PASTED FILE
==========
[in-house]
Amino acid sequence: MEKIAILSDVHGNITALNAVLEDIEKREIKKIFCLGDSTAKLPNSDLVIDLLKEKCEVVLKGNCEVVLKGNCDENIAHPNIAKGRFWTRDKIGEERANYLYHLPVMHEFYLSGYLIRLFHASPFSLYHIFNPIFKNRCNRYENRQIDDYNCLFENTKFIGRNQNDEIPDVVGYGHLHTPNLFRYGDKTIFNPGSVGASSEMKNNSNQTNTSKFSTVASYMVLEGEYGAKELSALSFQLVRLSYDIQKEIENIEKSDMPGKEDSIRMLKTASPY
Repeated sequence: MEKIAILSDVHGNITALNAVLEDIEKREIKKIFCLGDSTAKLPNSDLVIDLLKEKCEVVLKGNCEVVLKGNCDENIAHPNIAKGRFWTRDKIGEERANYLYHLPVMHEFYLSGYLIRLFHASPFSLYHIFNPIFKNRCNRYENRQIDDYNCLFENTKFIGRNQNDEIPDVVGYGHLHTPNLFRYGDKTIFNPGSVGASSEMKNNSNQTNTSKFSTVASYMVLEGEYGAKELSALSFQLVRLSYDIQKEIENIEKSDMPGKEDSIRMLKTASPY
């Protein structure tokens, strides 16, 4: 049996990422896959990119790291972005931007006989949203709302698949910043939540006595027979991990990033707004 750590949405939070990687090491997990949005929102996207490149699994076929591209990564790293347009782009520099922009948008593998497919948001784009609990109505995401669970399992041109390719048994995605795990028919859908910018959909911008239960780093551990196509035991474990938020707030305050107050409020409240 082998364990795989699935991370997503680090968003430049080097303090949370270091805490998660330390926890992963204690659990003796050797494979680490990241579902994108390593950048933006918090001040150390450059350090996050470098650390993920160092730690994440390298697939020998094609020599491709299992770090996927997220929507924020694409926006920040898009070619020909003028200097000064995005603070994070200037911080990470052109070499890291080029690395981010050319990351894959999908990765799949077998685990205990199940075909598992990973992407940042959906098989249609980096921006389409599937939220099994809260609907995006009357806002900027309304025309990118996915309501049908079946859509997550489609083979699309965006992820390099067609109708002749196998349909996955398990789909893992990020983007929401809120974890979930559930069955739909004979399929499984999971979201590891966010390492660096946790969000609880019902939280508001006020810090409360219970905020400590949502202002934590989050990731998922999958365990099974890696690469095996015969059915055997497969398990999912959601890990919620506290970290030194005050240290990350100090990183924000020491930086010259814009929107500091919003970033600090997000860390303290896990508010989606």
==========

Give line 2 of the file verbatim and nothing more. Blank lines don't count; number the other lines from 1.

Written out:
Amino acid sequence: MEKIAILSDVHGNITALNAVLEDIEKREIKKIFCLGDSTAKLPNSDLVIDLLKEKCEVVLKGNCEVVLKGNCDENIAHPNIAKGRFWTRDKIGEERANYLYHLPVMHEFYLSGYLIRLFHASPFSLYHIFNPIFKNRCNRYENRQIDDYNCLFENTKFIGRNQNDEIPDVVGYGHLHTPNLFRYGDKTIFNPGSVGASSEMKNNSNQTNTSKFSTVASYMVLEGEYGAKELSALSFQLVRLSYDIQKEIENIEKSDMPGKEDSIRMLKTASPY